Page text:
If Britain’s housebuilders really want to sell more homes, they ought to slash their prices rather than lobby the government for packages like last week’s ill-conceived attempt to boost the property market. That’s what the rest of us have done, but while prices of all other houses have plunged, new homes have still been selling for more than they did a year ago.
When the Halifax announced that the fall in house prices had reached double digits in the year to July, the figure that failed to catch the headlines was that new homes had gone up by 1.1 per cent over the previous year. Are we really to believe that new-build is the oasis in the housing market desert — or are the builders playing tricks?
There is indeed sleight of hand by the housebuilders. Though reluctant to cut their prices, they are actively offering other incentives, from waiving the need for mortgage deposits to paying buyers’ legal and survey fees and settling their stamp duty bills — a liability that they largely transferred to the government last week, thanks to their special pleading. Indeed, so successful was their lobbying — even if they criticised the package as insufficient — that the builders who have been giving five-year interest-free loans for a quarter of the purchase price got the government to chip in to that too. So, rather like car manufacturers that offer cashbacks to people buying their vehicles, housebuilders such as Crest Nicholson and Taylor Wimpey have a galaxy of incentives so long as buyers agree a high price.
That the value of new homes has fallen is without doubt. People who put their names down for town-centre flats as buy-to-let investments or pieds-à-terre are having to take haircuts of up to 40 per cent when they change their minds and switch from being buyers to sellers. Private sellers, of course, cannot use the builders’ marketing tricks to inflate their prices.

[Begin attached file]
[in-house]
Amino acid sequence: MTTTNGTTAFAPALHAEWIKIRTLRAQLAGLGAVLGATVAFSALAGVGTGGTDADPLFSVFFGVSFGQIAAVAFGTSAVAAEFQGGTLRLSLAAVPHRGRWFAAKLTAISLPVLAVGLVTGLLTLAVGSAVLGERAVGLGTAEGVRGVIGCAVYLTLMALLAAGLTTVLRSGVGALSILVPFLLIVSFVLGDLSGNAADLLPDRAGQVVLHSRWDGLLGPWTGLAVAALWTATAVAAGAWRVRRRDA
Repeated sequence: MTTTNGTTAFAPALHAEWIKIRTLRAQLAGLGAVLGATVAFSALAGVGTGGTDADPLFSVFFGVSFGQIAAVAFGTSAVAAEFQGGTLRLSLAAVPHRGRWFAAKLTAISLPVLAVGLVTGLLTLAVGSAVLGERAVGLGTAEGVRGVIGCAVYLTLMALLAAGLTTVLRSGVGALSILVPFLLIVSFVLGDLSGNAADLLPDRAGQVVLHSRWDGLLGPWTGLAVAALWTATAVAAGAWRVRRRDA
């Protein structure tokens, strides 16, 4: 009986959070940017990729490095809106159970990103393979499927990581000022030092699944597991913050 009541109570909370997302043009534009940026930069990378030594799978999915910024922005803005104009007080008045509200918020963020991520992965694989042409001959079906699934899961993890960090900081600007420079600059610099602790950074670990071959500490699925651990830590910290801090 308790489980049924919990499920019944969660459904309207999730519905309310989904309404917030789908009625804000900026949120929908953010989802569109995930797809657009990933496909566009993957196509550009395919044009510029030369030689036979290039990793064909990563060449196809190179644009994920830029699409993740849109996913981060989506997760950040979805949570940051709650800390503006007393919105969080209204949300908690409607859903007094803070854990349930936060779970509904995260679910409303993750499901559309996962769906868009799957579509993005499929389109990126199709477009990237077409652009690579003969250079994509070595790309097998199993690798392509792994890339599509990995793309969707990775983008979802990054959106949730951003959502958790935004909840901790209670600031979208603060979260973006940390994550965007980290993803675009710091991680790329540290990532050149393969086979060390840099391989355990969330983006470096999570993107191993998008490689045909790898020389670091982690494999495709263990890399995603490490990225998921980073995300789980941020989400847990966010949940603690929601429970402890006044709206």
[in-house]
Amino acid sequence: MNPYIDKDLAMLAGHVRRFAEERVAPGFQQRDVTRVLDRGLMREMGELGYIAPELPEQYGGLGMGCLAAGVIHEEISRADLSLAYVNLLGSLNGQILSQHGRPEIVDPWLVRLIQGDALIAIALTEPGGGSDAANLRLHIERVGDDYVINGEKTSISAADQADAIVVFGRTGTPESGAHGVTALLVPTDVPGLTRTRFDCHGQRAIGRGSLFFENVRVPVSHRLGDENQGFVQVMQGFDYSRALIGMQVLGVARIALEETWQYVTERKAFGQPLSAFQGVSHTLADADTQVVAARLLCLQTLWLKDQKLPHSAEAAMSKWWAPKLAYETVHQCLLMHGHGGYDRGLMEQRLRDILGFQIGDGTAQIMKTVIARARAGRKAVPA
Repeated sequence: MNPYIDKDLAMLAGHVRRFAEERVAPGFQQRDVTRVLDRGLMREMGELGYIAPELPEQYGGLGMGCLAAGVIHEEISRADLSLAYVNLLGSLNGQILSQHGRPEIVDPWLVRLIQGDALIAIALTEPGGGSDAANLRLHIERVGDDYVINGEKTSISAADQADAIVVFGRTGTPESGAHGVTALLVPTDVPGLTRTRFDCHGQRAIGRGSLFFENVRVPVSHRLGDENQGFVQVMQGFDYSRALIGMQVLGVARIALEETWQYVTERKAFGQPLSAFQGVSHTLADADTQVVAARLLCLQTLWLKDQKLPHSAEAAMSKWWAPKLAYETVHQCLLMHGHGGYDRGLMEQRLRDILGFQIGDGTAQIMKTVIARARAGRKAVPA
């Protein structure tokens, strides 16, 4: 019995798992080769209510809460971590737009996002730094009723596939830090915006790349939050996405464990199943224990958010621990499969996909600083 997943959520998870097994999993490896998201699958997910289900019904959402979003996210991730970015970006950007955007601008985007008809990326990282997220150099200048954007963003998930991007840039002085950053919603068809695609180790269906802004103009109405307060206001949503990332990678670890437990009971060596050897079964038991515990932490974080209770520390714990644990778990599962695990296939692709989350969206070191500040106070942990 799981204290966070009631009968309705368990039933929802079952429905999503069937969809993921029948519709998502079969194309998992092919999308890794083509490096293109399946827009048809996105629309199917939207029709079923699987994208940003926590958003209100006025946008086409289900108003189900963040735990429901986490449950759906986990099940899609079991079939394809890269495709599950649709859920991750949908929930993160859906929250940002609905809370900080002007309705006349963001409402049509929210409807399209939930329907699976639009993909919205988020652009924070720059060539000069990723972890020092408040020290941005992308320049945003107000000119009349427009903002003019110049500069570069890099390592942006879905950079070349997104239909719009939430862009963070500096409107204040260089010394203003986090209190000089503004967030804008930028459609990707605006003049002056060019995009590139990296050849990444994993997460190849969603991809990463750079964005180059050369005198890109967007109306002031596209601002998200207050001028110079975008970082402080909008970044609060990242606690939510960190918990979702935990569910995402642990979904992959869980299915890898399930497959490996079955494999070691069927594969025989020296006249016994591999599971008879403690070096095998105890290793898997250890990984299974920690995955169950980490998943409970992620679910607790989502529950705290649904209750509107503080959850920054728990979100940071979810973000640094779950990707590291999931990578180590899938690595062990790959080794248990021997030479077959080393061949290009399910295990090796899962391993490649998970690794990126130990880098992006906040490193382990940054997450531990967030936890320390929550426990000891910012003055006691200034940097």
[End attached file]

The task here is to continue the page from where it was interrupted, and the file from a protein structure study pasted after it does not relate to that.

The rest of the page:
By refusing to cut new-build prices, however, the developers at least avoid upsetting the people who have already bought flats in the block or houses on the same estate. It also stops those who have reserved homes from cancelling and buying at the lower new price — or not buying at all. Sales are hard enough without losing them by being honest about values. And keeping prices high avoids setting a new benchmark for pricing the remaining unbuilt or unsold units.
So the housing companies are not only fooling themselves in refusing to cut prices, they are trying to fool their customers too. But they may also be fooling their bankers and investors if keeping prices high postpones making provisions that would ravage their profits or trigger lenders to call in the developers’ debts.
But the cost of refusing to give way on price is the plunge in sales. The number of new private homes started in July was, at 5,300, some 57 per cent down on last year and barely a quarter of the level necessary to meet the government’s target.
Surely it’s better to sell a house at £180,000, and admit its value has fallen, than to keep the price at £200,000 and not sell it? Barratt started this year with a land-bank big enough to last more than five years based on last year’s construction output: if house sales merely halved, that is sufficient sites for a decade and the interest bill on each empty plot will by then far exceed today’s value.
Owner-occupiers who bought at £100,000 and saw their property double in value can afford to cut their price to £180,000 and still make a profit; or they can sit tight hoping the market — or something else — turns up. Builders, on the other hand, have to sell, but even if that means taking a loss, it is in their own interest to admit the market has fallen and cut prices.
So who are they really trying to fool by keeping prices high? Not just their own lenders, but their customers’ banks too. The builders are hoping price will be confused with value. By continuing to ask £200,000, a buyer able to borrow 90 per cent can obtain a £180,000 mortgage and pocket the incentives on offer: if the giveaways are axed and the price is cut by £20,000, the 90 per cent loan will be just £162,000 and the buyers must find the difference themselves.
The builders hope the banks will not spot that new homes are not worth their selling prices. By keeping them high, they are circumventing the credit crunch by helping their customers borrow more — and thereby allowing them to pay more.
No doubt in years to come the builders will be quoting the statistics to us as proof that new homes do not fall in value as much as older properties and thus constitute a better investment.
Having fooled the statisticians, fooled the market, fooled their past and future customers, fooled their shareholders, their bankers and their customers’ banks — not to mention the government — why not fool themselves as well? Prices are falling everywhere, except in new-build land. Honest.